5. Lack of energy
When you’re burnt out, even taking a trip from your home to your workplace may seem like too much effort and every little thing you must do at work drains you, from talking to your co-workers to making a to-do list. This kind of mental exhaustion might trap you in a cycle in which you spend all your energy on work because you’re too tired to do anything else. Additionally, work doesn’t feel fulfilling because of a loss of productivity, so it makes you even more drained. Eventually, you might refuse to engage in social interaction and start stop participating in the leisurely activities.
6. Sleep problems
At the same time, you may be unable to rest. If you’ve ever felt too tired to sleep, this is what burnout does to you daily. You might find yourself wide awake even after an exhausting day of work, often because worrying thoughts keep you up at night. You might struggle with self-deprecation and wonder if you’re competent enough to do your job. Then you may catastrophize and wonder what you’re going to do when you get fired, although this kind of anxiety is more common in the first stages of burnout. Unfortunately, lack of sleep not only affects your work performance and makes you exhausted, but it’s also linked to numerous health problems such as heart disease, diabetes and hypertension.
7. You begin to hate your job
No job is perfect and even if you do something you’re passionate about, there will always be some aspects of it that you don’t enjoy. However, when you’re burnout, you might notice that your attitude has changed and that you’re becoming more and more resentful. You might fixate on your pay or focus on that one co-worker you don’t get on well with, and eventually wake up feeling a sense of dread at the thought of going to work.
8. Physical symptoms
Just like chronic stress, prolonged emotional exhaustion caused by burnout can manifest itself as various physical symptoms. For example, you might start experiencing persistent stomach-aches or headaches. You might also find that you feel under the weather more frequently than you used to and may have to call in sick as a result.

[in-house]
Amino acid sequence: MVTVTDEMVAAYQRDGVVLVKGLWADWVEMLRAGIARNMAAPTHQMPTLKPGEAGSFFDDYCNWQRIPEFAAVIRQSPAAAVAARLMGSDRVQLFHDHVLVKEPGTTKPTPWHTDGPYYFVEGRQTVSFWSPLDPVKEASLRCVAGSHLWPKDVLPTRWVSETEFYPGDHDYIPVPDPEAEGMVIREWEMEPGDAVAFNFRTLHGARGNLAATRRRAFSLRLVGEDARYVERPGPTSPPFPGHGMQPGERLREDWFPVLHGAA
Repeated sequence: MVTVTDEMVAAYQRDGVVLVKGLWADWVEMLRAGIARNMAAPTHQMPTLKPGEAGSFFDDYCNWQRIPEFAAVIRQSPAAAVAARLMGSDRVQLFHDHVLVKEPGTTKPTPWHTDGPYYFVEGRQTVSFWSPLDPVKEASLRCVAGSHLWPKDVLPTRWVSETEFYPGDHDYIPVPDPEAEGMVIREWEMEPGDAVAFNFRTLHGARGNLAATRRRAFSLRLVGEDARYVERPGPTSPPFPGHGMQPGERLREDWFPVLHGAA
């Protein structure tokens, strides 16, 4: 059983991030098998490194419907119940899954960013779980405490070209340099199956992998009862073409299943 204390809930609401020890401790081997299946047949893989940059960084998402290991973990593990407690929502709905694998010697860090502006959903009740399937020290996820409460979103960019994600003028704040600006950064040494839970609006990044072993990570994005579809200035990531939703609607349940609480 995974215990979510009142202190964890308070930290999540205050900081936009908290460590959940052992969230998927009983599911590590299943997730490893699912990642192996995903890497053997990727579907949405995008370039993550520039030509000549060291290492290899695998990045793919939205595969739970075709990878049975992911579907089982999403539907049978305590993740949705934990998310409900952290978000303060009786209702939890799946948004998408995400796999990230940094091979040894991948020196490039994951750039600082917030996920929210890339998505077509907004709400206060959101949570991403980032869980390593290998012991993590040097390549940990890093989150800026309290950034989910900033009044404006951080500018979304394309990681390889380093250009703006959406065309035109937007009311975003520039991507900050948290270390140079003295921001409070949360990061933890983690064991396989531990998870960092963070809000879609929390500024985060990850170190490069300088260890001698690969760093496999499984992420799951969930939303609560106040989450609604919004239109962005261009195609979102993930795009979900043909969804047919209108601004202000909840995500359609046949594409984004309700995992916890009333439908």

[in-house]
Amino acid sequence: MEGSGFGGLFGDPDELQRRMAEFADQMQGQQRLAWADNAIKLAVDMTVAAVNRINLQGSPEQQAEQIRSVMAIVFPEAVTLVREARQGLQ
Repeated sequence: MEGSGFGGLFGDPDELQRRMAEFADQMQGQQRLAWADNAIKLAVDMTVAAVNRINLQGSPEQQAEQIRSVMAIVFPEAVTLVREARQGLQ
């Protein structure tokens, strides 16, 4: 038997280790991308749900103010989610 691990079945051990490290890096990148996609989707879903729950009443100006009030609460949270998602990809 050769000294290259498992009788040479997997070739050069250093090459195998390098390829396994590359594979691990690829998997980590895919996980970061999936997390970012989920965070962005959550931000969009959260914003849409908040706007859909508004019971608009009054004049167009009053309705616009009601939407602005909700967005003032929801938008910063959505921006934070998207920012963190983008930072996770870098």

9. Your emotions become extreme
When you’re burnt out, you might notice that every little thing gets under your skin. You might react to criticism more strongly than usual and see it as proof of your incompetence and a seemingly innocent joke might bring you to tears. You might also become a lot more irritable, snap at people and even outwardly express your anger. On the other hand, you might struggle with emotional numbness; while lack of productivity at work previously filled you with dread, you might start approaching it with indifference. Naturally, whichever stage you’re in right now, this will be accompanied by a lack of joy – you might no longer enjoy your job and hobbies.
10. You might develop unhealthy coping skills
What used to be just a glass of wine to take the edge off might turn into binge drinking every day after work. If you’re a smoker, you might start smoking more than usual or develop a new habit, such as prolonged social media scrolling or overeating.
Is It Possible to Recover from a Burnout?
Yes! There’s always hope, and burnout symptoms can be improved just like in the case of any other mental health condition. It’s not an easy battle to win but it boils down to developing healthier coping skills, learning relaxation techniques, and taking better care of your well-being in general. The main thing to remember is that if you suspect that you’re burnt out, don’t postpone making a change in your schedule, job, or career, or even talking to a mental health professional before things get out of control. In no circumstance should you ever prioritize your career over your own mental health, so the time to act is now, not later. In future blog posts, we will be discussing ways to avoid and recover from burnout.
Learn more about contributor, Joanna Cakala